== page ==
Infections associated with diseases

Infections associated with diseases are those that are associated with possible infectious etiologies, that meet the requirements of Kochs postulates. Other methods of causation are described by the Bradford Hill criteria and Evidence-based medicine. Kochs postulates have been altered by some epidemiologists based upon sequence-based detection of distinctive pathogenic nucleic acid sequences in tissue samples. Using this method, absolute statements are not always possible regarding causation. Since this is true, higher amounts of distinctive pathogenic nucleic acid sequences would be in those exhibiting disease compared to controls since inoculating those without the pathogen is unethical. In addition, the DNA load should drop or become lower with the resolution of the disease. The distinctive pathogenic nucleic acid sequences load should also increase upon recurrence.
Other conditions are met to establish cause or association including studies in disease transmission. This means that there should be a high disease occurrence in those carrying a pathogen, evidence of a serological response to the pathogen, and the success of vaccination prevention. Direct visualization of the pathogen, the identification of different strains, immunological responses in the host, how the infection is spread and, the combination of these should all be taken into account to determine the probability that an infectious agent is the cause of the disease. A conclusive determination of a causal role of an infectious agent for in a particular disease using Kochs postulates is desired yet this might not be possible.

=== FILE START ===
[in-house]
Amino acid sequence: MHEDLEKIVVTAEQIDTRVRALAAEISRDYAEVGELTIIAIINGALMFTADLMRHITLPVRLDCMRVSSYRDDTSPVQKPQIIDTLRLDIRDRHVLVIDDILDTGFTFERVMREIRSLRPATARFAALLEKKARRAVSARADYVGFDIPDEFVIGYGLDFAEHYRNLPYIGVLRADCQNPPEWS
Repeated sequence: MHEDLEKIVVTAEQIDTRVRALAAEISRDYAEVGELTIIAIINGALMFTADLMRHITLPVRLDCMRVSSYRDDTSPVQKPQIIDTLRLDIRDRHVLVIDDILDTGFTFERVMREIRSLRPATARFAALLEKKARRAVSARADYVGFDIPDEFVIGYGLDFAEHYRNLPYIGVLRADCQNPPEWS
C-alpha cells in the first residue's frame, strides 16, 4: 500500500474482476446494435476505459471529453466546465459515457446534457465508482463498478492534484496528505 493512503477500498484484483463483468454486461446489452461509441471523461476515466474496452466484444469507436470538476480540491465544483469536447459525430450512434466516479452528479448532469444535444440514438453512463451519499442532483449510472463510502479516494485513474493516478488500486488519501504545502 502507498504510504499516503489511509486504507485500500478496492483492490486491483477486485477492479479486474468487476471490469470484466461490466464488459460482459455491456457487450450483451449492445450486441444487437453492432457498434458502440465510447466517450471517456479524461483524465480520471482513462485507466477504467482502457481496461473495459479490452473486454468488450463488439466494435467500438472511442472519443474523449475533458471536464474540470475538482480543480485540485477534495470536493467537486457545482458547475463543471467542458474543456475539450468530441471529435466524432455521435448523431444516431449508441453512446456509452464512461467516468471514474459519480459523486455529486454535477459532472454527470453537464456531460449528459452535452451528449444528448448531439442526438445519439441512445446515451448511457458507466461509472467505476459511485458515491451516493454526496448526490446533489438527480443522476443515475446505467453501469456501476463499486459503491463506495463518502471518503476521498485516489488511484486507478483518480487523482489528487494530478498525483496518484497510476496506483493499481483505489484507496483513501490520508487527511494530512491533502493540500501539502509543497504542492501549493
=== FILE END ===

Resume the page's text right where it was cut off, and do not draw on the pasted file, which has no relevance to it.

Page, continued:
The leading cause of death worldwide is cardiovascular disease, but infectious diseases are the second leading cause of death worldwide and the leading cause of death in infants and children.

1. Other causes
Other causes or associations of disease are: a compromised immune system, environmental toxins, radiation exposure, diet and other lifestyle choices, stress, and genetics. Diseases may also be multifactorial, requiring multiple factors to induce disease. For example: in a murine model, Crohns disease can be precipitated by a norovirus, but only when both a specific gene variant is present and a certain toxin has damaged the gut.

2. Epidemiology
Infectious pathogen-associated diseases include many of the most common and costly chronic illnesses. The treatment of chronic diseases accounts for 75% of all US healthcare costs amounting to $1.7 trillion in 2009.

3. History
One of first examples of systematic study of disease causation was Avicenna, in the tenth century. The history of infection and disease were observed in the 1800s and related to the one of the tick-borne diseases, Rocky Mountain spotted fever. The cause of viral encephalitis was discovered in Russia based upon epidemiological clustering of cases. The virus causing this illness was isolated in 1937. The rash typical of Lyme borreliosis was identified the early 1900s. Historically, some chronic diseases were linked or associated with infectious pathogens.